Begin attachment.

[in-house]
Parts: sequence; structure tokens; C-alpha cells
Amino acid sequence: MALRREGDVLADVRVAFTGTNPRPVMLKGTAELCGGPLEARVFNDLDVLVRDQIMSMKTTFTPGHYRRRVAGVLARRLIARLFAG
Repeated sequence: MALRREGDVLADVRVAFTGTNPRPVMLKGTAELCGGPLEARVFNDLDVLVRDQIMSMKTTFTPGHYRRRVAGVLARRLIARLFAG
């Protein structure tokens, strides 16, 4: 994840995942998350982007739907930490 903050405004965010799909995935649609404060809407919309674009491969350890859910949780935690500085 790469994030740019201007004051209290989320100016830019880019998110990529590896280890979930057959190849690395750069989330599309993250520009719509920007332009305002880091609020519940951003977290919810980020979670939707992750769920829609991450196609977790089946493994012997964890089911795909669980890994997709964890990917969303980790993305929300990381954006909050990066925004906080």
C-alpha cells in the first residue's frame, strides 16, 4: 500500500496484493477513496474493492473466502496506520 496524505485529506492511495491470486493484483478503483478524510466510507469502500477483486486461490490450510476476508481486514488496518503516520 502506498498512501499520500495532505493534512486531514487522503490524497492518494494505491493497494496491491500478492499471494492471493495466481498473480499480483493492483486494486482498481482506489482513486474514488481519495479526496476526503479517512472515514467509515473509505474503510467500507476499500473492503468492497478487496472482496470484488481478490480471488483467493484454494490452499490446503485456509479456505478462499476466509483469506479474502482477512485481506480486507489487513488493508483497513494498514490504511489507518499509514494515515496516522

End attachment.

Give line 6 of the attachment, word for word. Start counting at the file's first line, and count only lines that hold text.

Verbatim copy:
C-alpha cells in the first residue's frame, strides 16, 4: 500500500496484493477513496474493492473466502496506520 496524505485529506492511495491470486493484483478503483478524510466510507469502500477483486486461490490450510476476508481486514488496518503516520 502506498498512501499520500495532505493534512486531514487522503490524497492518494494505491493497494496491491500478492499471494492471493495466481498473480499480483493492483486494486482498481482506489482513486474514488481519495479526496476526503479517512472515514467509515473509505474503510467500507476499500473492503468492497478487496472482496470484488481478490480471488483467493484454494490452499490446503485456509479456505478462499476466509483469506479474502482477512485481506480486507489487513488493508483497513494498514490504511489507518499509514494515515496516522